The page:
In California’s Sacramento Valley, farmers and conservationists are working together to create habitat for wildlife, trying to mimic wetlands that were once plentiful in the state but have shrunk to one-tenth of their historic size. The focus of their work is the rice industry, which ranks second in production after the Mississippi Delta. The effort is paying off. One farmer pointed out “egrets and herons, Sandhill Cranes, curlews, ibis, and countless ducks and geese filling whole sections of rice fields,” reports Lisa Morehouse in her latest story for FERN, in collaboration with KQED’s California Report.
Government and nonprofit groups pay farmers to manage the level of water on their fields, adding or releasing water as needed. “That gives migrating birds a few more weeks of feeding time by turning the Sacramento Valley into a checkerboard of simulated wetlands, and mudflats,” Morehouse says. A recent study of just one of these programs, The Nature Conservancy’s BirdReturns, showed birds use these managed rice fields at rates up to three times higher than ever recorded.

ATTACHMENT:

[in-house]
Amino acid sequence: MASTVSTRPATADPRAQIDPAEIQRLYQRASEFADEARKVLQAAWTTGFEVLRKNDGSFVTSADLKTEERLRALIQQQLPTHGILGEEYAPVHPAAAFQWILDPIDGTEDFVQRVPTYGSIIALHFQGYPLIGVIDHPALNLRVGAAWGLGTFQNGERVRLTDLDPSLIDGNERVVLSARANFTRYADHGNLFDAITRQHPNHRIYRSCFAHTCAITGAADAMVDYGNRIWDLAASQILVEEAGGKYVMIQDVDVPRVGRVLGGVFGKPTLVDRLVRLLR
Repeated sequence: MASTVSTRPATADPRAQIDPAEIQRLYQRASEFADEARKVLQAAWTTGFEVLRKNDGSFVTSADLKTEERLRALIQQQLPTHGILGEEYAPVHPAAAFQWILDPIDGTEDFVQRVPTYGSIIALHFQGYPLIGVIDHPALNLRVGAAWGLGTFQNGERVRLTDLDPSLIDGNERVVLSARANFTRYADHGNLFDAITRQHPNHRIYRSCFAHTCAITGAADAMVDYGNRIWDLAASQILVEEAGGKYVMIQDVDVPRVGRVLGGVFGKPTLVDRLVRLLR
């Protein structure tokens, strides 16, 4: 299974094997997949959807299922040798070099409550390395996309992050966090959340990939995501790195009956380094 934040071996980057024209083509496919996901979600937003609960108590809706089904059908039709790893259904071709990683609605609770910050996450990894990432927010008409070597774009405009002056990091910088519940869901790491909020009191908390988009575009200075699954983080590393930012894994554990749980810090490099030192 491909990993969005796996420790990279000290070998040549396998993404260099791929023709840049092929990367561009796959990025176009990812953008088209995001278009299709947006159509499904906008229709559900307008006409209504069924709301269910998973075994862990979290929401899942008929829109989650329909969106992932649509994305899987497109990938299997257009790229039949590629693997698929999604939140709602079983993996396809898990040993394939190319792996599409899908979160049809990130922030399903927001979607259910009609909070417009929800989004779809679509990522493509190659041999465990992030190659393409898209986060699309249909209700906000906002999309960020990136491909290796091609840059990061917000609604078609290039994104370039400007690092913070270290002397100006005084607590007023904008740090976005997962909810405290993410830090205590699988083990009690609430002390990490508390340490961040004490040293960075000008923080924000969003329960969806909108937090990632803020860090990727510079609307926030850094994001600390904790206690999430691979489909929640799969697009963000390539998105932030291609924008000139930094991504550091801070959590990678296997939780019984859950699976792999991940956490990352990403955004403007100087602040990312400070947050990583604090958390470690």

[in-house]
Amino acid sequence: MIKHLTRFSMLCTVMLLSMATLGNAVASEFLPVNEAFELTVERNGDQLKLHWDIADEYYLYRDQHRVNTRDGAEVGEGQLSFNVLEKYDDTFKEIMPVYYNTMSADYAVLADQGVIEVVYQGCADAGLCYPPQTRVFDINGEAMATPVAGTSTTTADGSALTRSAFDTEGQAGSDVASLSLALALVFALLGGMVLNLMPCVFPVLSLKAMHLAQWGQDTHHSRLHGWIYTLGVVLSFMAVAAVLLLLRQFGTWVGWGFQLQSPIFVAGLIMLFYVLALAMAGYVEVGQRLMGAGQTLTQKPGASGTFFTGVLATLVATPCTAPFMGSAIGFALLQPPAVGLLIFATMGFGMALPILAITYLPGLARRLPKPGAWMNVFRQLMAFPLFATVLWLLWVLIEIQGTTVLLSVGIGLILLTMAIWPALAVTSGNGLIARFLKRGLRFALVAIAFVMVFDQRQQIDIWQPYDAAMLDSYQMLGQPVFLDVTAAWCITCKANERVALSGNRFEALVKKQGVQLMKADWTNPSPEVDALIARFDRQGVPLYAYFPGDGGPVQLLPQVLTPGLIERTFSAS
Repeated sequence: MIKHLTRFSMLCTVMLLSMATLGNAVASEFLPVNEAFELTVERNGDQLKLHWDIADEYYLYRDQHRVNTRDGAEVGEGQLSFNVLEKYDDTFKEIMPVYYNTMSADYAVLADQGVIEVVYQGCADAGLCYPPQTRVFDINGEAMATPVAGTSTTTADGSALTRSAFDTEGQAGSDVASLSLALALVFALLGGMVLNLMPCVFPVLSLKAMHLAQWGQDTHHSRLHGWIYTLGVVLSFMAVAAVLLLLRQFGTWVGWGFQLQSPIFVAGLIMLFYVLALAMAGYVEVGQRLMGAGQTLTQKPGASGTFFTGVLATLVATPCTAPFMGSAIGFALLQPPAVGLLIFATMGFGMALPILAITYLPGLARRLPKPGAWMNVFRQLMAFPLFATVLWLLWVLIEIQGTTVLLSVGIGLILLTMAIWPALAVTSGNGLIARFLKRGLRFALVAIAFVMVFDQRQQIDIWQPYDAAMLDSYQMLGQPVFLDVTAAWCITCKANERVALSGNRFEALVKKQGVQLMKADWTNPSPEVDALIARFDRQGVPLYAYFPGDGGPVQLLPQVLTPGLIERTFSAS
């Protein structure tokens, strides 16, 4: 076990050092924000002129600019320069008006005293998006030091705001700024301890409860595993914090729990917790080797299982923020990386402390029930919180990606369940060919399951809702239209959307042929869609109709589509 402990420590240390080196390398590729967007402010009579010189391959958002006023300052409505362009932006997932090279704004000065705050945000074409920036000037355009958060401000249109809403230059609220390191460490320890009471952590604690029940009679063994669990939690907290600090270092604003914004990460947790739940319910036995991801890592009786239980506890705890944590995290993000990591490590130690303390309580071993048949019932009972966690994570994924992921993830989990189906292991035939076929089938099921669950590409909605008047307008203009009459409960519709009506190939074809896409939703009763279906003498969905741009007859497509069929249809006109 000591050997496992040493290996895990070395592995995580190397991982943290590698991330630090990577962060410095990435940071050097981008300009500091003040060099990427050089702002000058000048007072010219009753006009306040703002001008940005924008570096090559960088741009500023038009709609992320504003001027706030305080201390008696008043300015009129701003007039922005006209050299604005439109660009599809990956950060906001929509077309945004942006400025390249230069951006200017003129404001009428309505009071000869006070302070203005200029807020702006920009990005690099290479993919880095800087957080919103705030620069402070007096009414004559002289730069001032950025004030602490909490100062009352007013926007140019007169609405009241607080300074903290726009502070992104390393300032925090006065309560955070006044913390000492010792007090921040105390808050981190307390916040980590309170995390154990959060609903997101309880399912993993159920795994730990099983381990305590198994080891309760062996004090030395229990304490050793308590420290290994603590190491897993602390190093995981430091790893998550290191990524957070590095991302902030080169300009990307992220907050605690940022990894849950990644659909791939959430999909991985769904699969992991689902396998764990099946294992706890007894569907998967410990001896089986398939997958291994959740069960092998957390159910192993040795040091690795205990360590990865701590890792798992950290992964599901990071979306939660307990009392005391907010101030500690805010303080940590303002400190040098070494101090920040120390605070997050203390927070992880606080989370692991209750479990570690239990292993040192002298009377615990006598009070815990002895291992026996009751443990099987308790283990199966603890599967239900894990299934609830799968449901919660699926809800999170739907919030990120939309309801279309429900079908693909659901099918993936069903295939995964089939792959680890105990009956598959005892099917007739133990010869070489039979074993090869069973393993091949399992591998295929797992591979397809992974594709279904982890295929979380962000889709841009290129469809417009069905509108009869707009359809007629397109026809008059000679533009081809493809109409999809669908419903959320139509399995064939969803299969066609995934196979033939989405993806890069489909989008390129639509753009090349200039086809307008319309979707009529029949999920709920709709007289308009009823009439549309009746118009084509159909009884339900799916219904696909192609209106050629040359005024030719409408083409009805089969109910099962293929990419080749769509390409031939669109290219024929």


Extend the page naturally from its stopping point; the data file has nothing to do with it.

The new approach differs dramatically from a practice decades ago, when fields were burned after harvest. Now they are flooded and the rice straw is allowed to decompose, creating habitat that spawns insect life and in turn attracts birds. The region sits right on the Pacific Flyway for migrating birds.
The flooded rice fields might also be beneficial for migrating salmon, whose numbers have dwindled in recent years. One team at UC Davis found that by letting salmon feed in flooded rice fields, they grew seven times faster than fish in the nearby river channel. But getting fish access to rice fields and back to the rivers could be difficult. Instead, the Davis scientists would like to see hundreds of thousands of acres drained strategically back into rivers, where endangered fish populations feed.
The story is also online at FERN in both print and audio.